American Journal of Agricultural and Biological Sciences

Effect of Sticky Trap Color and Height on the Capture of Adult Oriental Fruit Fly, Bactrocera dorsalis (Hendel) (Diptera: Tephritidae) on Chili Pepper

Ahwiyah Ekawaty Said, Fatahuddin , Asman and Andi Nasruddin

DOI : 10.3844/ajabssp.2017.13.17

American Journal of Agricultural and Biological Sciences

Volume 12, Issue 1

Pages 13-17

Abstract

Oriental fruit fly, Bactrocera dorsalis, (Hendel) (Diptera: Tephritidae) is a destructive pest to many major crops, including chili pepper (Capsicum frutescens L). The insect can cause yield loss up to 100% in the absence of any control measures. One control tactic commonly used by pepper growers to control the fruit fly is sticky trap to capture the adults. The purpose of the current study was to elucidate the effect of trap color and height on the fly capture. The results showed that yellow trap was consistently the most attractive trap amongst the other trap colors tested with an overall average of 62.6 adults per trap during the study. The second most attractive traps were white and green traps with overall averages of 45.2 and 40 adults per trap, respectively. The attractiveness levels of the red and blue traps were comparable each other with overall averages of 29.4 and 25.4 adults per trap, respectively. The least attractive trap was black trap with an overall average of 17.1 adults per trap, which was significantly lower than the other trap colors. In addition, traps set up at 25 and 50 cm above the ground captured significantly more adults (187.8 and 171.9 per trap, respectively) compared to those set up at 75 and 100 cm above the ground (60.8 and 37.1 per trap, respectively). When the combination of the color and height of the traps were analyzed, the yellow, white and green traps set up at 25 and 50 cm above the ground caught the highest numbers of adult fruit flies and they were not significantly different each other. Thus, these combinations should be recommended to the pepper growers to control the insect in their plantations.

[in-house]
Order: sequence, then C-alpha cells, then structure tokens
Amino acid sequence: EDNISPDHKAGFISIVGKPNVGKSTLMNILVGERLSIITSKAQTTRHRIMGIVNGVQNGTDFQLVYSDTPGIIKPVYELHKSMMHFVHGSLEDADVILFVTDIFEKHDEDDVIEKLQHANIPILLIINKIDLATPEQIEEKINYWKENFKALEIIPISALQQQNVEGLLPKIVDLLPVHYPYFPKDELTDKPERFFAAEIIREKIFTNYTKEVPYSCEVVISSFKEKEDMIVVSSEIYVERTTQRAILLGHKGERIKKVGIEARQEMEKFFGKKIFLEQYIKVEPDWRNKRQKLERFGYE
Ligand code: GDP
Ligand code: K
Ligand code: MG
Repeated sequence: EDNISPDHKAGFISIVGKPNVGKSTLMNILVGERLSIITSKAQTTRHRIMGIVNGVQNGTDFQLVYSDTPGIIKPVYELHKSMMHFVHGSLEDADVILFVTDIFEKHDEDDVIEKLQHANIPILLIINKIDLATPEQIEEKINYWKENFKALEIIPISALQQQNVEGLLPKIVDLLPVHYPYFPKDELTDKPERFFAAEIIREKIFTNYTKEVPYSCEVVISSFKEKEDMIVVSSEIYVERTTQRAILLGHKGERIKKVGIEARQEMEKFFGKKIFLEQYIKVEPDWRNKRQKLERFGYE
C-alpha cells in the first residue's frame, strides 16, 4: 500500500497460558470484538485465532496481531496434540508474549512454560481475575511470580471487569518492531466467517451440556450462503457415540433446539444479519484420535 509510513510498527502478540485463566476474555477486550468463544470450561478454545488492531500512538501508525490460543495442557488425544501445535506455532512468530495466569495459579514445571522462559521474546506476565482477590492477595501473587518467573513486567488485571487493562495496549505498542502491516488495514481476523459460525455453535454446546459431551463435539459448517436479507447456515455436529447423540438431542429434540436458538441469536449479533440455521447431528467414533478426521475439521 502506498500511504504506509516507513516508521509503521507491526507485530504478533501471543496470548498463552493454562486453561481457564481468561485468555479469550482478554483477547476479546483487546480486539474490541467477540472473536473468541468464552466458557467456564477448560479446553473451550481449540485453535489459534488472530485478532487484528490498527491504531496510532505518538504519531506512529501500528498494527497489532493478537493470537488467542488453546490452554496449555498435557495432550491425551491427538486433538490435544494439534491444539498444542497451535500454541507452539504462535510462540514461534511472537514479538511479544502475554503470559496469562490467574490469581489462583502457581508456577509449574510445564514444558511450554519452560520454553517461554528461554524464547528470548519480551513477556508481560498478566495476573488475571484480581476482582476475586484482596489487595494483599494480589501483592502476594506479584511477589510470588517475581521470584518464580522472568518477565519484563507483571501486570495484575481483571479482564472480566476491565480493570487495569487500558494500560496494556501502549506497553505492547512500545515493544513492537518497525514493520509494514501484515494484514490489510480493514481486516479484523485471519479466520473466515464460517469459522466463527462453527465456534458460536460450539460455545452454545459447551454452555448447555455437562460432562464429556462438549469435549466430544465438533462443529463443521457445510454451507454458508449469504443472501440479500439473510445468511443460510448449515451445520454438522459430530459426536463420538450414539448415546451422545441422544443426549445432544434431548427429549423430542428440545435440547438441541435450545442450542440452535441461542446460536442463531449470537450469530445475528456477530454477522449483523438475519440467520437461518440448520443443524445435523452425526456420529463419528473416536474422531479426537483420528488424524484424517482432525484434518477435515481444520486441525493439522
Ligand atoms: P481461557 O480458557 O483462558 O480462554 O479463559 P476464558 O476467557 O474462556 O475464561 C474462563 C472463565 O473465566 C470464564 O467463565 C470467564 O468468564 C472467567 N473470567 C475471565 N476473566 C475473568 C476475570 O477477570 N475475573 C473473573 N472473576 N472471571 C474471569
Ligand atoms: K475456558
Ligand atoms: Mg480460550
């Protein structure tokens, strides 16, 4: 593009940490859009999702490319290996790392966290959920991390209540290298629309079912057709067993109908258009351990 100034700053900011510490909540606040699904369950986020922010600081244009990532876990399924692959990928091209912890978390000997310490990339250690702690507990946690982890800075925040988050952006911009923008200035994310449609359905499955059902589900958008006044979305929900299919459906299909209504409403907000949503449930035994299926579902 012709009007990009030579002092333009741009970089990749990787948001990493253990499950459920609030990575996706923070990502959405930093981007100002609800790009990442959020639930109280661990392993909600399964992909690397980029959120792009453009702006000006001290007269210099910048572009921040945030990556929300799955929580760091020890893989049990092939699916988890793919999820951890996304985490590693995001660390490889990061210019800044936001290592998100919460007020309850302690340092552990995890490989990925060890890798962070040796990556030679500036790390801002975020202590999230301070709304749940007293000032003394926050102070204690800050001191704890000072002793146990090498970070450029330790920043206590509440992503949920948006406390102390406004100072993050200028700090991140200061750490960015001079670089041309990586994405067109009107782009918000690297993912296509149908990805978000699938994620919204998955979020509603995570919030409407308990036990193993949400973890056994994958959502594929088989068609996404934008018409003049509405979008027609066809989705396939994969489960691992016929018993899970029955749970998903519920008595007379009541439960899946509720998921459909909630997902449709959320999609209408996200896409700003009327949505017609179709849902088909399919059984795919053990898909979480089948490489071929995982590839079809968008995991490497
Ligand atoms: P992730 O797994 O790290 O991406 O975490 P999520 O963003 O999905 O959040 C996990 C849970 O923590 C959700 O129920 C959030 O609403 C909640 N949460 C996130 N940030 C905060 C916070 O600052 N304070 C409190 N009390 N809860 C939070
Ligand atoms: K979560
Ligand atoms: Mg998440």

Copyright

© 2017 Ahwiyah Ekawaty Said, Fatahuddin , Asman and Andi Nasruddin. This is an open access article distributed under the terms of the Creative Commons Attribution License, which permits unrestricted use, distribution, and reproduction in any medium, provided the original author and source are credited.